Chancellor Kaya Henderson, nearing the end of her first full school year as leader of DCPS, is committing the school system to a series of academic goals she hopes to reach by 2017:

--Seventy percent proficiency in reading and math test scores, with a doubling of the number of students at advanced levels.

--A forty percentage point increase in proficiency at the 40 lowest-performing schools.

--A four-year high school graduation rate of 75 percent.

--90 percent of students saying that they like their schools

--Increased enrollment over the next five years.

Some of the targets will be tougher to hit than others.

Math and reading proficiency on the DC CAS sit at about 43 percent. The test will be replaced in 2015 by a new assessment aligned to the Common Core standards now being adopted in phases. Scores tend to go down on new assessments before they go up.

The current four-year graduation rate, newly recalculated under a more rigorous formula, is 58.6 percent.

Enrollment, stable for the last couple of years after decades of decline, is projected to remain flat for the next two years and then grow 1.5 percent annually through 2017, according to the Public Education Finance Reform Commission.

It’s not quite clear what it means for students to “like” their schools. According to the 2011 Stakeholder Survey, 80 percent of students feel ”strongly supported” at school and 82 percent say their school is “on the right track for student achievement.”

DCPS produced a five-year plan in 2008 under Henderson’s predecessor, Michelle Rhee. Some of the objectives it outlined, particularly in the area of human capital, have been met. It’s difficult to compare these new targets to the 2008 document, however, because that plan was long on aspiration but short on specific numeric goals.

Henderson announced the objectives at last month’s “Leadership Academy” for school principals, and repeated them in an e-mail to DCPS officials Wednesday morning as she announced a $10 million grant program designed to help schools reach the new goals.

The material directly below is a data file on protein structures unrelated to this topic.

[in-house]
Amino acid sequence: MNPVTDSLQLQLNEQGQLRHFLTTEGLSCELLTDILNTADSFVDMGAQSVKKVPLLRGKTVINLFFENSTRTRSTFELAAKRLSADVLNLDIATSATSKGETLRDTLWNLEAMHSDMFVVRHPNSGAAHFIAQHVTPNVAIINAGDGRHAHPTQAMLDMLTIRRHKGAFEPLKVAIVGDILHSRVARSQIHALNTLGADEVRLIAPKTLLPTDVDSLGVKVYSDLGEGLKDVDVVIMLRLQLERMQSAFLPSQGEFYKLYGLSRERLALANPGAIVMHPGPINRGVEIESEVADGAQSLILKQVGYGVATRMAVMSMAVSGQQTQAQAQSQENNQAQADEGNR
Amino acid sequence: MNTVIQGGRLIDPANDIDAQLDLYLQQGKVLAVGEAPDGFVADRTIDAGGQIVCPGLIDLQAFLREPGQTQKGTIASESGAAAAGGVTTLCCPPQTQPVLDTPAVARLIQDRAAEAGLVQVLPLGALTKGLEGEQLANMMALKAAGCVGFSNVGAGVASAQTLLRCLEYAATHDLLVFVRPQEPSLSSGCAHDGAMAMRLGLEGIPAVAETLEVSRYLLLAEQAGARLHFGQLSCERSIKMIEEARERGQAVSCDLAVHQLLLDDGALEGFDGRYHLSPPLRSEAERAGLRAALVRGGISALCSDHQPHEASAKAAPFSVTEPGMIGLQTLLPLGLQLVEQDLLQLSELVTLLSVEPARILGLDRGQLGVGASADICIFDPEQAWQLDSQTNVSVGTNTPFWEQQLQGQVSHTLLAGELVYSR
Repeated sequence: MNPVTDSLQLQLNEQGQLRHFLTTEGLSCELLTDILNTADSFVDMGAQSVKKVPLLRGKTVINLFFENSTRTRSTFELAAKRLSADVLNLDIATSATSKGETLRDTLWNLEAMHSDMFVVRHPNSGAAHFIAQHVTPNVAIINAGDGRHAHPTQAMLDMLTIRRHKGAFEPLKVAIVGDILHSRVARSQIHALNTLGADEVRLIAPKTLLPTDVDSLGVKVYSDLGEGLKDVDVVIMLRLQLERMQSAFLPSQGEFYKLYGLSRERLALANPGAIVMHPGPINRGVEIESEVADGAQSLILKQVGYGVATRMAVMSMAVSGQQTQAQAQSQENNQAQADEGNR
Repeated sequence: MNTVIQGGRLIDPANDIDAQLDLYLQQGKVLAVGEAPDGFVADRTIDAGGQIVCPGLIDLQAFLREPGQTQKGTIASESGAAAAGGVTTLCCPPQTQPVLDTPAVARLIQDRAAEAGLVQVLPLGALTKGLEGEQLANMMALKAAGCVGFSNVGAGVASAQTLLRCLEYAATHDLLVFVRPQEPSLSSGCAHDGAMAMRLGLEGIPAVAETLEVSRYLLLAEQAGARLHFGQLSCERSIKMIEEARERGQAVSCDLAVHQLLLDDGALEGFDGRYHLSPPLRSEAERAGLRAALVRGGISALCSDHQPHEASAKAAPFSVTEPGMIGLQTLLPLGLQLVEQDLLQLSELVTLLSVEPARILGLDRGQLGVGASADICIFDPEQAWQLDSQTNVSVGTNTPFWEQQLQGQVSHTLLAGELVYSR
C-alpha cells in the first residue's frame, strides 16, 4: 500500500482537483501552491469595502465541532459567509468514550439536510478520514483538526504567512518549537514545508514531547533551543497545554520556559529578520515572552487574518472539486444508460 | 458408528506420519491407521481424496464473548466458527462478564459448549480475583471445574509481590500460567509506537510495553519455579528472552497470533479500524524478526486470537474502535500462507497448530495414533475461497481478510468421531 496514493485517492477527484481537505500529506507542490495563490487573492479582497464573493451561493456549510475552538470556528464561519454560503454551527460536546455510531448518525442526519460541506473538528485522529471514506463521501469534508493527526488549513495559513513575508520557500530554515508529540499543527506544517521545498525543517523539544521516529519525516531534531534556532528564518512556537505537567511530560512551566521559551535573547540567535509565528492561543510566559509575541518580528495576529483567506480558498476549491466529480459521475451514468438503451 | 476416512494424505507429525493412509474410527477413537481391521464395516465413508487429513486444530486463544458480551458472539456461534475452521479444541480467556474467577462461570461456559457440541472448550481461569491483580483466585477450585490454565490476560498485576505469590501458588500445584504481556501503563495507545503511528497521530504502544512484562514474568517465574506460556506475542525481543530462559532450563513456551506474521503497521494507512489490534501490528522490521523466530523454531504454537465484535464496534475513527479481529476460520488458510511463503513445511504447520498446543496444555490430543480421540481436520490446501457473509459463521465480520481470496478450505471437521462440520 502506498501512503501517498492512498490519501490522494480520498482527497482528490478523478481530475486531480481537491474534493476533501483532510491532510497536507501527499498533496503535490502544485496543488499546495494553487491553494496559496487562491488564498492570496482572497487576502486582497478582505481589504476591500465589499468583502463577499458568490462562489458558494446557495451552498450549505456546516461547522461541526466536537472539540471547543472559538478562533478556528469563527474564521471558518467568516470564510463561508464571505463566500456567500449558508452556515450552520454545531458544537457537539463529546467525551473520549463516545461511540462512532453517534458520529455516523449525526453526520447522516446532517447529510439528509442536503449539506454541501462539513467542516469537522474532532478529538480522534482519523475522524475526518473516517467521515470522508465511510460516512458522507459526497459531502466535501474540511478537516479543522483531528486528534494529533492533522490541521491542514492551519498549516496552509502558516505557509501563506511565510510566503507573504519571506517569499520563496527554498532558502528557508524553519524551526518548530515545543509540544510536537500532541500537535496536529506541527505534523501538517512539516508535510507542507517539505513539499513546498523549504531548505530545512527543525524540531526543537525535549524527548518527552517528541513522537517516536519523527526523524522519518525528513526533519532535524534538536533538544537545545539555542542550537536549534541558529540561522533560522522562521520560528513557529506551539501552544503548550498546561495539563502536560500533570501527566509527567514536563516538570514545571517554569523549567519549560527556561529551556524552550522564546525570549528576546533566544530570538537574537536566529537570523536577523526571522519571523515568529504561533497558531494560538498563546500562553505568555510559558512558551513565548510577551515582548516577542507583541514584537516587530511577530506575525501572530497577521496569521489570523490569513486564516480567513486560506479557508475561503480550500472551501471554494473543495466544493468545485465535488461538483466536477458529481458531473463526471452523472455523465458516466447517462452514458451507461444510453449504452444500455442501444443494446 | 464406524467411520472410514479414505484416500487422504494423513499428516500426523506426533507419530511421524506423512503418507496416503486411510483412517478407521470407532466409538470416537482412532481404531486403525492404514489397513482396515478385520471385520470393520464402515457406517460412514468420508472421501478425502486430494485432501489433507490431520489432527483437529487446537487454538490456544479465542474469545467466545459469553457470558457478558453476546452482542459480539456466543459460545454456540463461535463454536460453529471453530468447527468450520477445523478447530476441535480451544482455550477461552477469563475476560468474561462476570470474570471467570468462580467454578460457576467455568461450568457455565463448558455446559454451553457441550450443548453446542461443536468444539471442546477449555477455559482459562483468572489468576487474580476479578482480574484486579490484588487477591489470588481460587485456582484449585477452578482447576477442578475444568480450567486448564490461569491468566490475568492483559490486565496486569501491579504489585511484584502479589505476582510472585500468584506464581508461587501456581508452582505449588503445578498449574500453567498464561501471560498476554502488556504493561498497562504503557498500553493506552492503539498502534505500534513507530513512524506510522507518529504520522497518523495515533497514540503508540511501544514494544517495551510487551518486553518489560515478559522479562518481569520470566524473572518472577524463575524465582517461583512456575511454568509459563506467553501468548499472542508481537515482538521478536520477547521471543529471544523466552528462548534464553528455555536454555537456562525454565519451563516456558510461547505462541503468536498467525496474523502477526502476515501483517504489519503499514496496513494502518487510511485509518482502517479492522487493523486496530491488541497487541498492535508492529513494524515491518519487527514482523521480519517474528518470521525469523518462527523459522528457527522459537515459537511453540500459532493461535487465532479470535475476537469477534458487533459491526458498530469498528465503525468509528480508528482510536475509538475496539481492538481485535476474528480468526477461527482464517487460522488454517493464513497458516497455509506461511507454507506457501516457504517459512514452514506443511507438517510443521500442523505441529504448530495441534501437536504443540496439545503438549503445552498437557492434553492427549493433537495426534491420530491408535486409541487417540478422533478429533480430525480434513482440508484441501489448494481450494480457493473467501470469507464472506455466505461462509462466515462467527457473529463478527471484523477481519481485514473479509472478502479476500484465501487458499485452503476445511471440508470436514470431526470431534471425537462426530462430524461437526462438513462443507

“We are at the beginning of an exciting new chapter in DCPS,” she said in the e-mail.

The program, dubbed “Proving What’s Possible,” (PWP) will provide grants of up to $400,000 to schools with, in Henderson’s words, “the most compelling plans designed to dramatically improve outcomes for students after one year of implementation.”

Henderson urged principals to focus on proposals to extend the school day, utilize technology in innovative ways, or improve school staff.

“I want you to focus on how time, talent and technology can help us make the dramatic gains that we all desire and that our students all deserve. We have a lot of ground to cover and incremental gains simply won’t get us there,” she said.

Wednesday’s announcement of the grant initiative was a bit vague on where the $10 million is coming from. It described the source as “funds previously spent on centrally mandated pilots and programs.”

Neither Henderson nor spokeswoman Melissa Salmanowitz responded to an e-mailed request for details as of 7:30 p.m.

The largest grants (between $250,000 and $400,00) will go to schools with the highest population of students that need to be moved up to proficiency levels on standardized tests. Applications from schools are due on May 18 and awards will be announced June 1.